Minecraft 2 may not make sense, Xbox boss says

Making of Minecraft thumb

Microsoft owns Mojang, and thus it owns Minecraft, a situation that some fans of the game may find potentially alarming. Big publishers tend to take different approaches to game development than indie studios from Sweden, after all, and the drive to monetize could take the game places it wouldn't have gone under the guidance of Notch and co. But Phil Spencer, the head of Microsoft's Xbox division, sounds like he's not in any rush to get heavy with the golden goose.

Speaking on an IGN podcast last week, Spencer described Microsoft as "shepherds of the [Minecraft] IP," and said the company isn't going to rush into licensing the property for use in things like animated television series or movies. "I think we earn permission to do other things with Minecraft when we meet the Minecraft community's desires around what the franchise is," Spencer said. "I don't want us to go and try to make it something it isn't, but I do think it has room to grow."

The same thing holds true for a direct sequel to the game. "I don't know if Minecraft 2, if that's the thing that makes the most sense," he continued. "The community around Minecraft is as strong as any community out there, and I think we need to meet the needs and the desires of what the community has before we get permission to go off and do something else. It doesn't mean everything we're going to do is going to map to 100 percent of their acceptance, because I don't know if there is any topic where 100 percent of the people agree. But we look at job one, is to go out and meet the needs of the Minecraft community first, and then we can think about ways we can actually help grow it."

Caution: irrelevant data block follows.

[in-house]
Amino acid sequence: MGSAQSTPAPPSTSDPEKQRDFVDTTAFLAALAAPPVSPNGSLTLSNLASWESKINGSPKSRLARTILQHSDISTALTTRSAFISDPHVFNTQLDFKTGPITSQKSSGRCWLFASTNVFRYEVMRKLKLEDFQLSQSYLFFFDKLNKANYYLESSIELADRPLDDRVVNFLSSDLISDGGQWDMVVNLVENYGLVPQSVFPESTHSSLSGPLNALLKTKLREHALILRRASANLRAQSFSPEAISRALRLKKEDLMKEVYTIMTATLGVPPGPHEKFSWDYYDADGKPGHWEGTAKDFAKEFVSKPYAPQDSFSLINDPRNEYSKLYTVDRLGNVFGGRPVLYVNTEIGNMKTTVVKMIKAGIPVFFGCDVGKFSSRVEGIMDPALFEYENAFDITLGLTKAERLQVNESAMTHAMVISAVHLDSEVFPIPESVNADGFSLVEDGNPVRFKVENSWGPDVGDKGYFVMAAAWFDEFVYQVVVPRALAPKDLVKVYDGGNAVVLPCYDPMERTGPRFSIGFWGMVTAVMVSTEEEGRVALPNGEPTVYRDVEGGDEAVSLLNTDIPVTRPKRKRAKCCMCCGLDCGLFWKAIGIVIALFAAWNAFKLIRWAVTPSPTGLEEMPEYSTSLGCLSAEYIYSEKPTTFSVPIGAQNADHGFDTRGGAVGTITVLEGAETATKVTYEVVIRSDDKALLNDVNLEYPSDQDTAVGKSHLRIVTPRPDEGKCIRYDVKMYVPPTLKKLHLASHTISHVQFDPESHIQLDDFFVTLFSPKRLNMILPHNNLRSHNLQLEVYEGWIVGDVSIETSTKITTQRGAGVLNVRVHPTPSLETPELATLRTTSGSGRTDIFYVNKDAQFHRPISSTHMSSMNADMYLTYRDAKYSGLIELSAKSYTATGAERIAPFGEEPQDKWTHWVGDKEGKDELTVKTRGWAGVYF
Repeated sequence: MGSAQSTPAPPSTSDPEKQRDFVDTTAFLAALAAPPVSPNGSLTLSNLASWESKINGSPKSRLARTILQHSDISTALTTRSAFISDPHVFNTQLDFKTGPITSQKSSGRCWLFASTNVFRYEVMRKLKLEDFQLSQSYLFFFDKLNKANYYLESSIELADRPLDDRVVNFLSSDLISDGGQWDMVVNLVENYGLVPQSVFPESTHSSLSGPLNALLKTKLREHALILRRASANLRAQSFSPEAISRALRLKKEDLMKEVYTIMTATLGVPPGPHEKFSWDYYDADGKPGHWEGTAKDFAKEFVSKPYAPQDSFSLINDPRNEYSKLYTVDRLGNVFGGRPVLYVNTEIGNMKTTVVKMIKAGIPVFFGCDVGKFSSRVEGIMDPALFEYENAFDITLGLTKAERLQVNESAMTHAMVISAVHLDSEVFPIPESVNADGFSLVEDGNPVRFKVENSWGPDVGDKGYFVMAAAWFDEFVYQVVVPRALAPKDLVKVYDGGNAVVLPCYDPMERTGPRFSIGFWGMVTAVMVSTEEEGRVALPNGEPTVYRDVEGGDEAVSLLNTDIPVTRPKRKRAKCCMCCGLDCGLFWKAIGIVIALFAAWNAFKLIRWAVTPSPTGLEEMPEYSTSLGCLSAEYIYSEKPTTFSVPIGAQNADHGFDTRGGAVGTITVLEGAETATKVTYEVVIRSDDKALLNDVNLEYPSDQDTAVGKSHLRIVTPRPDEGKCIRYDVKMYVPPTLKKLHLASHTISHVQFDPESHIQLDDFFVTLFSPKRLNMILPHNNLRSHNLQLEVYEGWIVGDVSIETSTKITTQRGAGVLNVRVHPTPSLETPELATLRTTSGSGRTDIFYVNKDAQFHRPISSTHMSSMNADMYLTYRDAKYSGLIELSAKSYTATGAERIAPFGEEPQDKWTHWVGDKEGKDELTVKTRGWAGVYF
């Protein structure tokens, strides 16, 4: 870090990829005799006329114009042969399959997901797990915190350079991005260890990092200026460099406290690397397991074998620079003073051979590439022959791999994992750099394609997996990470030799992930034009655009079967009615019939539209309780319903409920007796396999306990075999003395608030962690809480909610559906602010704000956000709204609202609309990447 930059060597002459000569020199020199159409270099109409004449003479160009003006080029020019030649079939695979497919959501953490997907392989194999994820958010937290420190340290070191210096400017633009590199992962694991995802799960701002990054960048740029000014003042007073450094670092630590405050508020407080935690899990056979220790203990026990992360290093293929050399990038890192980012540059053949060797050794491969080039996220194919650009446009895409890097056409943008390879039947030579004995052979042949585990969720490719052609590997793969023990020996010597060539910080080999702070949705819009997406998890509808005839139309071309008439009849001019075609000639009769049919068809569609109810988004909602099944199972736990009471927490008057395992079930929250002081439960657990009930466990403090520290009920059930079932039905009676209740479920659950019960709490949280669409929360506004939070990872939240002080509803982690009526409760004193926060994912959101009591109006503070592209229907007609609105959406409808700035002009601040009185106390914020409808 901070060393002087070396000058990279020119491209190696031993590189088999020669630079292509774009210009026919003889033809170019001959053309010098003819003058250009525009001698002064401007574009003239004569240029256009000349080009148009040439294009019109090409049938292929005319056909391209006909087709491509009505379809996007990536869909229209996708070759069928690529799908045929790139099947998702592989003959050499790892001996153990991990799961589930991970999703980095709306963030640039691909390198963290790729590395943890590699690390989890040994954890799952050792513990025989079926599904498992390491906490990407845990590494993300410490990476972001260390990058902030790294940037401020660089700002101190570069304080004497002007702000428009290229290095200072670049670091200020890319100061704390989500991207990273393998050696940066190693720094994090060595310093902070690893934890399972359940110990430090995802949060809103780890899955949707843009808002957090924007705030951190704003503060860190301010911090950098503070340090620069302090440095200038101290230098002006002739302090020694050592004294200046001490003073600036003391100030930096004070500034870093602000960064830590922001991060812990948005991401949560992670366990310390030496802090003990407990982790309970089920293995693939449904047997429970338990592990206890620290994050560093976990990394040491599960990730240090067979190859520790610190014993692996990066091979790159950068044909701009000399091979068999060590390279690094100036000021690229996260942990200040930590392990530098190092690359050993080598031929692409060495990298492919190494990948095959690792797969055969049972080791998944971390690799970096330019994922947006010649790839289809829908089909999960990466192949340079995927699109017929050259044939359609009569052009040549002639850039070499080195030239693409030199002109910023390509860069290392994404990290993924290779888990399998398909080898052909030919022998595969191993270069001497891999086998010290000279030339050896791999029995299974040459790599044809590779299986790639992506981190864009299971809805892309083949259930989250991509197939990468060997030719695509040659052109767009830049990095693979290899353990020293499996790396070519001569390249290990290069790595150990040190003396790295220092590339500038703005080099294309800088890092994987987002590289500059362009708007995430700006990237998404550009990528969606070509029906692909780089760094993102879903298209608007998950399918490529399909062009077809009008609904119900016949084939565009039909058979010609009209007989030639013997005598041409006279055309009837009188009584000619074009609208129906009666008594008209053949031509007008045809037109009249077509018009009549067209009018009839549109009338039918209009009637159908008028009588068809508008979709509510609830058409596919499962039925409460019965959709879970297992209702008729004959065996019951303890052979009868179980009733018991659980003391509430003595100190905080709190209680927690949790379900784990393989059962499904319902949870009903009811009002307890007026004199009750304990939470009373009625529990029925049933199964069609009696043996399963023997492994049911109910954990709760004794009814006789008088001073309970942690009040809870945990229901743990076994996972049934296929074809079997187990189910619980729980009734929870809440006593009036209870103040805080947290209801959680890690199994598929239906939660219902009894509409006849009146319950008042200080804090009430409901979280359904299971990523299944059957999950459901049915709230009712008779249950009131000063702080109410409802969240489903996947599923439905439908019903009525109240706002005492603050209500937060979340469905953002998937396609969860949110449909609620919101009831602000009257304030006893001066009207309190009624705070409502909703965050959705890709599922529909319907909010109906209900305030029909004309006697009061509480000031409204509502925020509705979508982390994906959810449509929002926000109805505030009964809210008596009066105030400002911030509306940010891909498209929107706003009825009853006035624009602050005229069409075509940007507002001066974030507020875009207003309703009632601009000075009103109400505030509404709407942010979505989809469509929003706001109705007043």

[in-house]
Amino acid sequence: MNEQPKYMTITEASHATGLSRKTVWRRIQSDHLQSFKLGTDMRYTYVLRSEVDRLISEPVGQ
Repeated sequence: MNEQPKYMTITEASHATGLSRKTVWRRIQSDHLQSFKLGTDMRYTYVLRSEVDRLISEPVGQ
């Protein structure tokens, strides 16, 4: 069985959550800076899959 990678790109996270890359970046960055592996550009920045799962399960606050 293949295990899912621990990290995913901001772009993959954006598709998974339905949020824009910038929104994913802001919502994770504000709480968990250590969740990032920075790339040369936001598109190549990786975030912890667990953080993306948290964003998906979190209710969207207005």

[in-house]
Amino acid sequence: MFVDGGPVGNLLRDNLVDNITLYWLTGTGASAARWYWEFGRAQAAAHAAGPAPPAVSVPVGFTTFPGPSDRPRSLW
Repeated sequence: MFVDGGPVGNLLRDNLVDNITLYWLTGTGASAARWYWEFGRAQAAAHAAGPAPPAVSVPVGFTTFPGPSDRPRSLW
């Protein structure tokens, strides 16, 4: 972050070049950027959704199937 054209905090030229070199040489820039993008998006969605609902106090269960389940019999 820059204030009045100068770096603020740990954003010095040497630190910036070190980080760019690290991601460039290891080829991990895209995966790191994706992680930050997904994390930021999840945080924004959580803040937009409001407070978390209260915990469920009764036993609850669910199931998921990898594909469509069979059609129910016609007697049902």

The relevant bits, if you want to listen/watch for yourself, start around the 38-minute mark of the video, or just past 39 minutes in the MP3.

Andy Chalk

Andy has been gaming on PCs from the very beginning, starting as a youngster with text adventures and primitive action games on a cassette-based TRS80. From there he graduated to the glory days of Sierra Online adventures and Microprose sims, ran a local BBS, learned how to build PCs, and developed a longstanding love of RPGs, immersive sims, and shooters. He began writing videogame news in 2007 for The Escapist and somehow managed to avoid getting fired until 2014, when he joined the storied ranks of PC Gamer. He covers all aspects of the industry, from new game announcements and patch notes to legal disputes, Twitch beefs, esports, and Henry Cavill. Lots of Henry Cavill.